About Us

Did you know that 14 million cars cross the border between Dundalk and Newry every year?  That at least 18,000 workers and 5,200 students cross the border every day to work or study? That 1.7 million people cross the border by bus or train every year for short-term visits?

In 2001 the North South Ministerial Council published a Study of Obstacles to Mobility, which explored the wide range of obstacles which hindered people moving across the Irish border to live and work. The report presented 50 recommendations / solutions and of relevance is the second recommendation which was:

A one-stop cross-border mobility information website should be established which would provide comprehensive and easily accessible information on key aspects of jobs, learning opportunities and living conditions on both sides of the border.

This would be linked with European Commission proposals for development of such a site on a pan-European basis. This site should also provide linkages to websites for government departments as well as representative agencies and voluntary groups.’

In response to this recommendation the NSMC Joint Secretariat, on behalf of the Office of the First Minister and the Deputy First Minister (OFMDFM and Department of Foreign Affairs (DFA), awarded a contract, to the Centre for Cross-Border Studies (CCBS)to develop a Cross-border Mobility website (www.borderpeople.info) as a central access point for all cross-border mobility information on the island of Ireland. The project was initially funded in 2007 by the EU PEACE Programme and then developed as part of the Centre’s 2009-2012 INICCO-1 programme with EU INTERREG funding.

The Border People website now is recognised as the only source of cross-border citizens’ information and advice in Ireland.  It provides practical information for people crossing the border to live, work, study or retire. It provides a signposting service to a wide range of (single jurisdiction) information sources, the most popular of which are in the areas of social security, taxation, welfare benefits, healthcare, pensions, and motoring.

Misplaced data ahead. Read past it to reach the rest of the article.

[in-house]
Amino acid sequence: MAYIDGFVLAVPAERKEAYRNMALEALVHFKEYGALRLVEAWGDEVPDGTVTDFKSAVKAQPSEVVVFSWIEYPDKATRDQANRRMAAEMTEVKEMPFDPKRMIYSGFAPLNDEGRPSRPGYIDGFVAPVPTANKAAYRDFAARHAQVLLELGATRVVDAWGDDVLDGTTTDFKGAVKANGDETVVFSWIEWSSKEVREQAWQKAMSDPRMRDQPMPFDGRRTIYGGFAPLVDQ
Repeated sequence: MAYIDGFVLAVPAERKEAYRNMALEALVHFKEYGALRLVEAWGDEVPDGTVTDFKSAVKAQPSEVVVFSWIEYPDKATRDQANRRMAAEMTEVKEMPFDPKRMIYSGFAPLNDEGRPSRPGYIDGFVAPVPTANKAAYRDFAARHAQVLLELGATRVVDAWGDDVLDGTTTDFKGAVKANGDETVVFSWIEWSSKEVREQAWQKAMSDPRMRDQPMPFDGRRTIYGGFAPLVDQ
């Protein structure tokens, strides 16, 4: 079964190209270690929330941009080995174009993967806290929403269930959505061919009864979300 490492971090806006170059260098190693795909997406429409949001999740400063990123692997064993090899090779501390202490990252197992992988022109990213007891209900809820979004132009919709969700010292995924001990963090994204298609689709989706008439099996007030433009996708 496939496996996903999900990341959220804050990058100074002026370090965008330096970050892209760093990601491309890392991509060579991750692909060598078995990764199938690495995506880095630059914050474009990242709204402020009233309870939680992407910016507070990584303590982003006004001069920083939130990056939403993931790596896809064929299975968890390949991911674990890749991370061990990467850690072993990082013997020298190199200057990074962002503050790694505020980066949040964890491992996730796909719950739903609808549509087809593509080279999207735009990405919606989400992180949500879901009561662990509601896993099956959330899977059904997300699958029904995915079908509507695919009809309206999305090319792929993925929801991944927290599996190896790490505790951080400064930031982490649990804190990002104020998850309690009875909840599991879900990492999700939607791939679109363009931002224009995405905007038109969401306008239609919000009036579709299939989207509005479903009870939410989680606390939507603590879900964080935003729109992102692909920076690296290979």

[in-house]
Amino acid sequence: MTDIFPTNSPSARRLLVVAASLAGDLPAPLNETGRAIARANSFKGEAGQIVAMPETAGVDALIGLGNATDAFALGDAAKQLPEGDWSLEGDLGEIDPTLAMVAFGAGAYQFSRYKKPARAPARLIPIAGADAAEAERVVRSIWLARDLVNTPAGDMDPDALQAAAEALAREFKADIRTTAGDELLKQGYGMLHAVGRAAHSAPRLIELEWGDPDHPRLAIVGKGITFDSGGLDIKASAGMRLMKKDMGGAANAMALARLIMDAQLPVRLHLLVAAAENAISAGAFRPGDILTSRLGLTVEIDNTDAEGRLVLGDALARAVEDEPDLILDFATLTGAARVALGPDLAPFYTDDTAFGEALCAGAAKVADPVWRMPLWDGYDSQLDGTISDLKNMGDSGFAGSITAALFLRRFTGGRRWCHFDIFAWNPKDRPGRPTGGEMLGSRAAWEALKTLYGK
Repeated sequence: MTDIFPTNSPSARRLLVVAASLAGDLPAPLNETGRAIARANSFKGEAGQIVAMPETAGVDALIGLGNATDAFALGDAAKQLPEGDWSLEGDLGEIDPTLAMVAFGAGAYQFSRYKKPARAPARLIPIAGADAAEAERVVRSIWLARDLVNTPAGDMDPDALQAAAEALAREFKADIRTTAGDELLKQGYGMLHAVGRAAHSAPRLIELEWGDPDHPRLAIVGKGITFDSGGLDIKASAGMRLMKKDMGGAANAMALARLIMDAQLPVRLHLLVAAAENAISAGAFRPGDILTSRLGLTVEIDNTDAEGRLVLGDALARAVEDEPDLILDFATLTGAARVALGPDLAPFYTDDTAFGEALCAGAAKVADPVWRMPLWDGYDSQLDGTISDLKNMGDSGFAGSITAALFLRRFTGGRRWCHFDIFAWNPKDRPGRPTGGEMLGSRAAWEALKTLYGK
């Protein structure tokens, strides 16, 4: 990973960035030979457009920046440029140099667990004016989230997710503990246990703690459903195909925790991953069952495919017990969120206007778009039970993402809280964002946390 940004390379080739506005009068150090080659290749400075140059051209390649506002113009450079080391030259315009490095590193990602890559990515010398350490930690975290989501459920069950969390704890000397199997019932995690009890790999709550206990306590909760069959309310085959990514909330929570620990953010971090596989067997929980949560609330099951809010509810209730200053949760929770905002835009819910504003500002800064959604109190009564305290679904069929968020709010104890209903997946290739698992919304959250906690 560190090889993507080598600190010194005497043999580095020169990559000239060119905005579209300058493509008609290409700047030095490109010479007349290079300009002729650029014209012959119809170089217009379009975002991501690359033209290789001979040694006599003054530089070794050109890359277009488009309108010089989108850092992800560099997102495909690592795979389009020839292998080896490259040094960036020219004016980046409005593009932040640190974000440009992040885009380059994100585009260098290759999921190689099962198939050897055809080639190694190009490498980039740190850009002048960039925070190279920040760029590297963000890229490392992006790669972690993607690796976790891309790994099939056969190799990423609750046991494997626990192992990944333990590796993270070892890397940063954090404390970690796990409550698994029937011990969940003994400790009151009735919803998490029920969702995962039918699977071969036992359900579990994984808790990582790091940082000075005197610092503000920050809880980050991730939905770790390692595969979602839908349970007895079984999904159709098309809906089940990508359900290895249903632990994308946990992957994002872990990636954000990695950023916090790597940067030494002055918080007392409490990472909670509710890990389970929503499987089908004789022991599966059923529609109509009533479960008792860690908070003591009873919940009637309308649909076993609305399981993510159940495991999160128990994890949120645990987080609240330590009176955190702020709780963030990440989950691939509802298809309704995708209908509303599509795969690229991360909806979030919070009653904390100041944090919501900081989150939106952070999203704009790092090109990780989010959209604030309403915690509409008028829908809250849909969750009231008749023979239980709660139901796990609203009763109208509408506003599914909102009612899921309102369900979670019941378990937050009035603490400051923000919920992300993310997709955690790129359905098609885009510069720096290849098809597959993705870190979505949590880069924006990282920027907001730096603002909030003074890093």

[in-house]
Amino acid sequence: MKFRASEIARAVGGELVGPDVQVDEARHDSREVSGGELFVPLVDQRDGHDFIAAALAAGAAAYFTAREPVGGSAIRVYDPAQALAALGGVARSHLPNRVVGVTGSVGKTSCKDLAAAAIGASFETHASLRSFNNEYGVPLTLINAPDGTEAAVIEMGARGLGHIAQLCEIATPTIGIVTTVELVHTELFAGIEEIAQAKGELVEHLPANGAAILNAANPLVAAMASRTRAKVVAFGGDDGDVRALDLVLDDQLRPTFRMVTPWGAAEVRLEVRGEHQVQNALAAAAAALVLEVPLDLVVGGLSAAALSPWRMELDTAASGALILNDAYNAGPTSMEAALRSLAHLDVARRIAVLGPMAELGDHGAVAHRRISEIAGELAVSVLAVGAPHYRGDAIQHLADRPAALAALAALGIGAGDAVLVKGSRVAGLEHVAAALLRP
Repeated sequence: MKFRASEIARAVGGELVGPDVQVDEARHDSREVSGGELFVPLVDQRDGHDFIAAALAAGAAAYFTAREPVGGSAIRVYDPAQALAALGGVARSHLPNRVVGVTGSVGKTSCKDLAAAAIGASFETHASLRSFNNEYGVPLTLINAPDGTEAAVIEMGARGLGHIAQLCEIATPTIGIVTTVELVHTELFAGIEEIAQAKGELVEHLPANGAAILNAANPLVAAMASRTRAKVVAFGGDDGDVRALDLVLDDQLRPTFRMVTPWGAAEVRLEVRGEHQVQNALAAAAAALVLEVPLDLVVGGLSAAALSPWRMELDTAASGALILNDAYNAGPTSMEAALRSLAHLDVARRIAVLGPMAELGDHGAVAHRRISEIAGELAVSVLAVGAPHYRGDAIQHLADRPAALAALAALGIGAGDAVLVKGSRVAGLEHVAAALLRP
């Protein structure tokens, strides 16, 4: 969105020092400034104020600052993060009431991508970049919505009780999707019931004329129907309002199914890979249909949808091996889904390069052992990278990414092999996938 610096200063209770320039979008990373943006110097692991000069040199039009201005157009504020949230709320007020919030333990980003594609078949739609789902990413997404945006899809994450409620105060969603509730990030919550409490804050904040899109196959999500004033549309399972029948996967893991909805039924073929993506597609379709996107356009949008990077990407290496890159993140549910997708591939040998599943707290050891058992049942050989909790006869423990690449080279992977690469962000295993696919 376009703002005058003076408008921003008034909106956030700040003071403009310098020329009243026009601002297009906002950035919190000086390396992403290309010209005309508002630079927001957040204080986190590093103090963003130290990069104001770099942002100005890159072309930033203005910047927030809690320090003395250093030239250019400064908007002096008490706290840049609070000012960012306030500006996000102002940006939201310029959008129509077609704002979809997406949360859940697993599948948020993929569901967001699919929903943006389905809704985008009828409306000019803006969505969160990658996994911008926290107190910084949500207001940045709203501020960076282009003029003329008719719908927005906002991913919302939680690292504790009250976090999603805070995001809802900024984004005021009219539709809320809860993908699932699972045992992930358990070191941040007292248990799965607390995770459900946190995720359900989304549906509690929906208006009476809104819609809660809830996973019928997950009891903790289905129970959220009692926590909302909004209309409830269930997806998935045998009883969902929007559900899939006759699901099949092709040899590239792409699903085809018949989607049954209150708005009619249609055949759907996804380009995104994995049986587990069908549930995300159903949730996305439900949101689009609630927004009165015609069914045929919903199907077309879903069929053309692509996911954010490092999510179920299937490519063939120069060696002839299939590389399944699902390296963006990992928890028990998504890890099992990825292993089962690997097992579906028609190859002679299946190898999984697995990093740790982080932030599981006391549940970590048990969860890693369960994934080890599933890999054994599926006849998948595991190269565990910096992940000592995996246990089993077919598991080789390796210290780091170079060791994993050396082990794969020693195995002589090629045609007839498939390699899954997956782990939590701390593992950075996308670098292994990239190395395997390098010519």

As well as providing information to citizens the Border People project has actively engaged with policy and decision makers. Raymond McCartney MLA wrote in support:

As an elected representative I receive regular enquiries from constituents on cross-border issues. These issues can be as varied as cross-border banking, health and education services, crossborder travel, VRT, benefit enquiries and visa enquiries. We have used the Border People project on a number of occasions to access information and advice and we have also referred constituents directly to this service.

Although Border People is predominately a signposting information service, the project receives approximately 60 direct enquiries per month, via the website, email and telephone.

The majority are usually of a complex nature and the amount of misinformation given to the public by for example local social welfare, health agencies and tax offices is driving a large number of the enquiries.